Prior to or after the treatment of the cellulosic fibers with the aqueous acidic solution, the cellulosic fibers are preferably treated with hot water, i.e., water having a temperature in the range of from about 95° C. to about 100° C. and for a period of time from about 10 seconds to about 60 minutes. Utilizing the hot water treatment with the aqueous acid solution treatment, the absorbency of the cellulosic fibers is still further increased. Preferably, the hot water treatment is applied subsequent to the treatment with the acidic aqueous solution. A particularly preferred procedure for carrying out this treatment is disclosed in U.S. Pat. No. 4,575,376, which is hereby incorporated by reference. When the hot water treatment precedes the treatment with the aqueous acidic solution, the temperature of the fibers entering the aqueous acidic solution will be higher than when the fibers enter the aqueous acid solution without any hot water treatment. Whether this affects the final absorbency of the fibers is unknown. A particularly preferred procedure for carrying out the hot water treatment involves introducing the cellulosic fibers by means of a conveyor into a chamber wherein hot water is injected onto the fibers. By using this procedure, treatment of 10 seconds or more has been found to increase the absorbency of the cellulosic fibers.
The viscose solution used in producing viscose rayon fibers can be prepared by conventional procedures. One such procedure includes steeping conventional chemical cellulose sheet prepared from wood pulp or cotton linters in a caustic soda solution (NaOH) and thereafter removing caustic soda by pressing or the like to the desired solids content. The resulting alkali cellulose is shredded and, after aging, is mixed with carbon disulfide and mixed with water or dilute lye to form an aqueous xanthate (viscose) solution. For best results, the concentrations of the viscose solution are from about 5 to 10 percent by weight cellulose, from about 4 to 8 percent by weight sodium hydroxide, sufficient carbon disulfide to provide from about 1.7 to 3.0 percent sulfur and the remainder water.
The preparation of viscose rayon fibers suitable for treatment by the method of the present invention is known to persons skilled in the art. Generally, their preparation involves extruding or spinning a viscose solution through spinneret openings into an acid bath where cellulose fiber is regenerated. The regenerated fiber is stretched in air from 0-100%, or even higher, if desired, preferably from about 30 to 50% and then run through a hot bath which contains various amounts of dilute sulfuric acid, ZnSO4 and sodium sulfate. The bath can be maintained at a temperature of from ambient to 100° C., preferably from 90°-97° C. The fiber is subjected to a second stretching of from 0 to 100% in the hot bath. The total stretch in both steps is preferably in the range of 50-70%. The stretching, which is well known, imparts the necessary strength to the finished fiber. The fibers, now a large bundle of continuous filaments or tow from the combined output of a number of spinnerets, are cut into short fibers of any desired length and washed to remove residual salts, for pH control, for bleaching, etc., dried to a moisture content of around 11%, and baled. Alternatively, tow can be washed, dried, and cut before bailing.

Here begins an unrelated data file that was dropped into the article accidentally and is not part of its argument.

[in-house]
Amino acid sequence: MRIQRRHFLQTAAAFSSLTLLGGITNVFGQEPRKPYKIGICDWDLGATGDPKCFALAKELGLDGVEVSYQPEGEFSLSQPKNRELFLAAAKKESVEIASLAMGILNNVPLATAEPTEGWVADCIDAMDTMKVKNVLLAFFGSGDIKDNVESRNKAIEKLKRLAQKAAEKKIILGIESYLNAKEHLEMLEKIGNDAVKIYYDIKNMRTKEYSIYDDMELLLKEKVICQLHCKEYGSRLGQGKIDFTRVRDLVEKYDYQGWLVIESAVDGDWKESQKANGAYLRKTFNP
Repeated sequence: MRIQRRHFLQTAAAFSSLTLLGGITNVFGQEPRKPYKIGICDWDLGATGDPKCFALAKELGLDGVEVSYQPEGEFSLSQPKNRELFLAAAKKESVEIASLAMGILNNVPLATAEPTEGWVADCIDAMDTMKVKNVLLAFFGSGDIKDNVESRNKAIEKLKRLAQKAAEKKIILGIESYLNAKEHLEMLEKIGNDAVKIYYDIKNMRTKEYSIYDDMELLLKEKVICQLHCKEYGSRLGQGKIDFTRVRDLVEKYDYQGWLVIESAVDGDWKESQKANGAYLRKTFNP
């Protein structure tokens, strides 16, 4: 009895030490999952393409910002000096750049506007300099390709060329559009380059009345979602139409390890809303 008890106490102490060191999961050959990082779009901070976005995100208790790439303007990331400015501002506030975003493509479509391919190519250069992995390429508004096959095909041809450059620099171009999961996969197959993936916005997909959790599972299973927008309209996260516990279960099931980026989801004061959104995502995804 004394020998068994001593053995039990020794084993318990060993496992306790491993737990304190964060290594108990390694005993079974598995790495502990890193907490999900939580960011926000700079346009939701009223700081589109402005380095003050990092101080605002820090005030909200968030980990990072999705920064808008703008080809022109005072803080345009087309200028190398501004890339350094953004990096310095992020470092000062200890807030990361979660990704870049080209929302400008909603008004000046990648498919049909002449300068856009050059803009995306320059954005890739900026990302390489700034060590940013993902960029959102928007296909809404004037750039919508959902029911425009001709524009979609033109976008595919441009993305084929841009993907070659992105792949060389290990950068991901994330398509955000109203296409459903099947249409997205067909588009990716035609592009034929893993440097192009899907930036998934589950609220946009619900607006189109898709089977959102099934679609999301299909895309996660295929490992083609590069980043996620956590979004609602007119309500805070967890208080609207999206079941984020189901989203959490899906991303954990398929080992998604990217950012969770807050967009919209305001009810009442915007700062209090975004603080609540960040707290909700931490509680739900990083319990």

After the cellulosic fibers have been treated with the aqueous acidic solution, the cellulosic fibers can be treated with water. This treatment can be the previously described hot water treatment or the treatment can be carried out with water at ambient temperatures. Usually, this treatment time is from about 10 seconds to about 5 minutes. This step of the procedure is also helpful for removing any residual acid from the cellulosic fibers.
The cellulosic fibers may also be treated using procedures known to persons skilled in the art to provide a lubricant finish. The lubricants can be incorporated into the cellulosic fibers by including them in the desired treatment bath. Examples of suitable lubricants include polyoxyethylene sorbitan monoesters of higher fatty acids, e.g., polyoxyethylene sorbitan monolaurate, soaps, sulfonated oils, ethoxylated fatty acids, ethoxylated fatty esters of polyhydric alcohols, and fatty acid esters combined with emulsifying agents. These examples are merely exemplary, and other lubricating agents can be used in the present invention.
The cellulosic fibers prepared in accordance with the present invention can be blended with other fibers including nylon, polyester, polyacrylonitrile, polyolefin, wood pulp, chemically modified rayon or cotton, etc. The fibers may also be crimped by procedures known to persons skilled in the art. The cellulosic fibers of the present invention are adapted for use in a variety of articles, such as surgical dressings, pads, and vaginal tampons, in which high fluid holding retention is an essential characteristic. Typically, a tampon is an elongated cylindrical mass of compressed fibers, which may be supplied within a tube which serves as an applicator.